The plaintiff in this case worked as a California corrections officer.??? Beginning in 1995, a superior officer repeatedly asked her out.?? She declined. ?When he persisted, she reported him. He began retaliating against her.? ?After she reported the officer to her Guild, the Guild representative started sexually harassing her too. The? ?Guild? ?representative? ?subsequently? ?was promoted to her superior.? ?He then retaliated against her too. ?She later experienced additional sexual harassment.??? She eventually filed an internal harassment complaint and went to the EEOC in 1999.?? The district court dismissed her harassment claim on the basis that the harassment was not one single unlawful practice and the retaliation claim on the basis that too much time had elapsed between the protected activity and the retaliation. ?The Ninth Circuit reversed. ?Although the court took an overly broad approach to what acts? are? discrete? and? therefore? not? actionable under the continuing violation doctrine set forth in Morgan, it still concluded that a jury could find the plaintiff was subjected to one hostile work environment over several years.?? The court also ruled that the officer could state a quid pro quo claim?? against? ?the? ?Guild? ?representative? ?even though he was not in a position to retaliate at the time of the unlawful sexual proposition.?? Judge Tallman?? dissented?? from?? this?? portion?? of?? the opinion, and the majority?s reasoning that it is enough that the Guild representative later became her? supervisor? is? questionable.?? ?It? would? have been more accurate to view the ?quid pro quo? conduct as supervisor retaliation for a prior refusal to submit.? ?The entire panel agreed that an employer?s deviation from its regular procedures is sufficient evidence of pretext to survive summary judgment.?? As for retaliation, all three judges agreed that a causal link between protected activity and an adverse action cannot be ruled out as a matter of law based on the passage of time alone. ?Porter v. California Dep?t of Corrections, No. 02-16537 (09/10/04; Callahan, Schroeder, Tallman).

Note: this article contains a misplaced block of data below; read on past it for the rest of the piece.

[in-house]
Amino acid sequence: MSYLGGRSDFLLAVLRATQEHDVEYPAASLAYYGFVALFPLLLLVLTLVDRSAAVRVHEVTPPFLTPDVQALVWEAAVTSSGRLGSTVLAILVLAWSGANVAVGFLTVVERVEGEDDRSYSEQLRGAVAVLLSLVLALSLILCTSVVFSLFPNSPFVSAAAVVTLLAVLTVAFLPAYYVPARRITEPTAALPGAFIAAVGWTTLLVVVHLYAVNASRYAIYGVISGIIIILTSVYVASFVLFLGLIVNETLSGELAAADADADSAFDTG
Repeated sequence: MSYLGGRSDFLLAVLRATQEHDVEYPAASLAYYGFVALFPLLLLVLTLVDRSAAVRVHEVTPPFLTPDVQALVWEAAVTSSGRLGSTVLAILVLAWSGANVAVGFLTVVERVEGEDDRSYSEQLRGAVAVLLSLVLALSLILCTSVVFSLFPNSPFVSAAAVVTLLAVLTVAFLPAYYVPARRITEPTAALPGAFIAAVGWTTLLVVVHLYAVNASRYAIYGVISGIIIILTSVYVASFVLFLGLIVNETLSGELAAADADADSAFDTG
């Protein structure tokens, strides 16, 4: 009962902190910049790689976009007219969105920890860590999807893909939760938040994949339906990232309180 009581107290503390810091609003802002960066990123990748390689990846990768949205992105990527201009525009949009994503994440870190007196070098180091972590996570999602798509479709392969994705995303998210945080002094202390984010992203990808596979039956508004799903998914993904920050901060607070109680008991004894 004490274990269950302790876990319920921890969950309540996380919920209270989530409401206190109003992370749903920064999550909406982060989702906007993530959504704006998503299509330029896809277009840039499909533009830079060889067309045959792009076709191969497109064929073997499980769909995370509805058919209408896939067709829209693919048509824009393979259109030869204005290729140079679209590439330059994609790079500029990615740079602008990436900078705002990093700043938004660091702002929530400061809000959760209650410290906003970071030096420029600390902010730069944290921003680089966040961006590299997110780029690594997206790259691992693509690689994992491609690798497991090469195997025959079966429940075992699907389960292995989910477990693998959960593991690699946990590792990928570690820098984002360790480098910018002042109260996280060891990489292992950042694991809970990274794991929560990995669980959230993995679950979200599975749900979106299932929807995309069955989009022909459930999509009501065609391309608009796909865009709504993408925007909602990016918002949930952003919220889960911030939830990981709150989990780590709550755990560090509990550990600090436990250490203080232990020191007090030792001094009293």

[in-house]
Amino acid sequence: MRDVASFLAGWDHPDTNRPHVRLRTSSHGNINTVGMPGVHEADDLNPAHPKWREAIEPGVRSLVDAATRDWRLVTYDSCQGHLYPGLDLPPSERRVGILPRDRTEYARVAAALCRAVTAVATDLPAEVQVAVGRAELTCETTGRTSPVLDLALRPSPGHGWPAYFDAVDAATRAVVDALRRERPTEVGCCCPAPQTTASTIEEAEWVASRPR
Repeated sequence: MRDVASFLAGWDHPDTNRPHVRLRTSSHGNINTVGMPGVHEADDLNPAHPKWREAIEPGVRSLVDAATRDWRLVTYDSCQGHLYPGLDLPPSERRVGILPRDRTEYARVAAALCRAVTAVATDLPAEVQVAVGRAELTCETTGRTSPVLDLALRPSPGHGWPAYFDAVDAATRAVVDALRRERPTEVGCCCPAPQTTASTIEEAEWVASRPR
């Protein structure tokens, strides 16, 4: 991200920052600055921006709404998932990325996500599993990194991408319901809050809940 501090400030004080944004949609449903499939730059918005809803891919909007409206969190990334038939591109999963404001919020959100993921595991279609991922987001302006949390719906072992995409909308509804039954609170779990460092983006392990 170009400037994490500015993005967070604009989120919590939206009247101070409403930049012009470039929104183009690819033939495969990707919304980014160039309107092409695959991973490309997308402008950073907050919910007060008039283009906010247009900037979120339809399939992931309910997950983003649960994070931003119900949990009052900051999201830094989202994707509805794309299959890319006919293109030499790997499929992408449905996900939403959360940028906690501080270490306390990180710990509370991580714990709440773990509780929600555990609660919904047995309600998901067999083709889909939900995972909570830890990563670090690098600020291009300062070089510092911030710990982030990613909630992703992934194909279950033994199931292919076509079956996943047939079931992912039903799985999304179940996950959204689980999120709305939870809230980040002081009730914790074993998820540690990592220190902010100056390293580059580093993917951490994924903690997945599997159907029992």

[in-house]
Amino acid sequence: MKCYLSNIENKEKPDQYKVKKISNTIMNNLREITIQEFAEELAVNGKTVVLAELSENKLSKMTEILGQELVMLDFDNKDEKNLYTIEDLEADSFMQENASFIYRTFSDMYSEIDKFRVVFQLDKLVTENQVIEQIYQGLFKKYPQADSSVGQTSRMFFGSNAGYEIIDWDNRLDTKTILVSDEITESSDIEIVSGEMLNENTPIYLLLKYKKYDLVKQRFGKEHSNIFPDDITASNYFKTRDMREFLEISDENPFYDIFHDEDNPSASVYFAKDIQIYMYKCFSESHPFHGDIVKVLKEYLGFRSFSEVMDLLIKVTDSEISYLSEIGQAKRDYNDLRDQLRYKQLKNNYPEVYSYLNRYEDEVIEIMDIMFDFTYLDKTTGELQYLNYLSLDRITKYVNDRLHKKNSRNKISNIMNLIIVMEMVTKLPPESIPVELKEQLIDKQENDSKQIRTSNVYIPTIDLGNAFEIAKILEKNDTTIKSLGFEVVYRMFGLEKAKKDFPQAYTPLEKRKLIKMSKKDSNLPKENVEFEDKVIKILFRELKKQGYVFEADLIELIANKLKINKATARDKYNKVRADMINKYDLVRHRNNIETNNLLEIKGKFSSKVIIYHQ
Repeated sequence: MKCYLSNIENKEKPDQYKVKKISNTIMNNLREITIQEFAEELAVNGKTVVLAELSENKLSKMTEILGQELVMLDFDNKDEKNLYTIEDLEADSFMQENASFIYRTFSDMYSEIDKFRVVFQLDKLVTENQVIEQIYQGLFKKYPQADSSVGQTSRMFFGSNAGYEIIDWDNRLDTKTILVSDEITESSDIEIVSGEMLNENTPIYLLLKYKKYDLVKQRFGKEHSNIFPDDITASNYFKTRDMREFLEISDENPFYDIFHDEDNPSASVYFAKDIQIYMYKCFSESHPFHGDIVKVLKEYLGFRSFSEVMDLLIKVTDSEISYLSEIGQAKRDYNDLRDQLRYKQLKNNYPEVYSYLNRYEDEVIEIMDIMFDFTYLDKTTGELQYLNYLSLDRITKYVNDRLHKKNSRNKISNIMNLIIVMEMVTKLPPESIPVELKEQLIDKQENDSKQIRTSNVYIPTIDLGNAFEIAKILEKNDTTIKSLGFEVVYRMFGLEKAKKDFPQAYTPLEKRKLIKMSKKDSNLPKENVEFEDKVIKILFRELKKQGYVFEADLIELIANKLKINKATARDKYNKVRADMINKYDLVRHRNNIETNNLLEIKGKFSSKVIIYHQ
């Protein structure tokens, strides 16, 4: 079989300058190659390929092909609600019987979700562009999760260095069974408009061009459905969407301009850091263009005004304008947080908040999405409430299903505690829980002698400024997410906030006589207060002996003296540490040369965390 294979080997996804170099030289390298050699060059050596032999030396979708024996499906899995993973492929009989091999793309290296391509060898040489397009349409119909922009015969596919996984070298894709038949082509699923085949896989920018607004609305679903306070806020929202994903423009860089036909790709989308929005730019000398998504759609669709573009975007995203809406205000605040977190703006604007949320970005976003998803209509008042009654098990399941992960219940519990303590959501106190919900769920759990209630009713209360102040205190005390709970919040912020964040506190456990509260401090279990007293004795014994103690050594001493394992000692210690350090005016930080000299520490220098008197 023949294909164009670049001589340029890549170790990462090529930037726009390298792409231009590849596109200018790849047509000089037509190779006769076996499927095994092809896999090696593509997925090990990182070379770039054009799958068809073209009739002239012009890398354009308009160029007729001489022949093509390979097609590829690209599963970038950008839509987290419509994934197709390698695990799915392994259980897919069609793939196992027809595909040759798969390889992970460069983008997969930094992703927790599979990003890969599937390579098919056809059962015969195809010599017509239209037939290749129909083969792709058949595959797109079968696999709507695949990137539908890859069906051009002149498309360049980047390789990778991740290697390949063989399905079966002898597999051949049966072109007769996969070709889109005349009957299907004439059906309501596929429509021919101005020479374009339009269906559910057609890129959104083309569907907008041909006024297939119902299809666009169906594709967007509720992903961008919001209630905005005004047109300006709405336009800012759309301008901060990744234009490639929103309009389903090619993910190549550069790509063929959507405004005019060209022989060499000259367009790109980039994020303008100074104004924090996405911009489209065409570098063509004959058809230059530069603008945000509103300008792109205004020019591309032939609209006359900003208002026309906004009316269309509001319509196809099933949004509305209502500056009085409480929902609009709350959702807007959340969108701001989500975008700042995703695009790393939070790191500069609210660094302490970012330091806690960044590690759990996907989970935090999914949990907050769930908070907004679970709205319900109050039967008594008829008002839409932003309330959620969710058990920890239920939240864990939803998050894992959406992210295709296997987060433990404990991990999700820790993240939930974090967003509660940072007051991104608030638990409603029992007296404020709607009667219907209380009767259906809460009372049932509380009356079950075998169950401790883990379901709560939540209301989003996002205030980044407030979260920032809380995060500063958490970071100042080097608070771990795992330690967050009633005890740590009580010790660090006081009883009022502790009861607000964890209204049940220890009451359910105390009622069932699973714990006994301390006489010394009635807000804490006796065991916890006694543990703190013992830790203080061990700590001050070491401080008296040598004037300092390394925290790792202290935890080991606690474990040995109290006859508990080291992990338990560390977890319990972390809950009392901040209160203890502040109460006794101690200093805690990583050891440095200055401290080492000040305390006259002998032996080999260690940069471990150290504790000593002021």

Employee Should be Permitted to Claim Multiyear Sexual Harassment Was One Unlawful Practice; Quid Pro Quo Harassment Not Limited to Formal Supervisors
Sep 10, 2004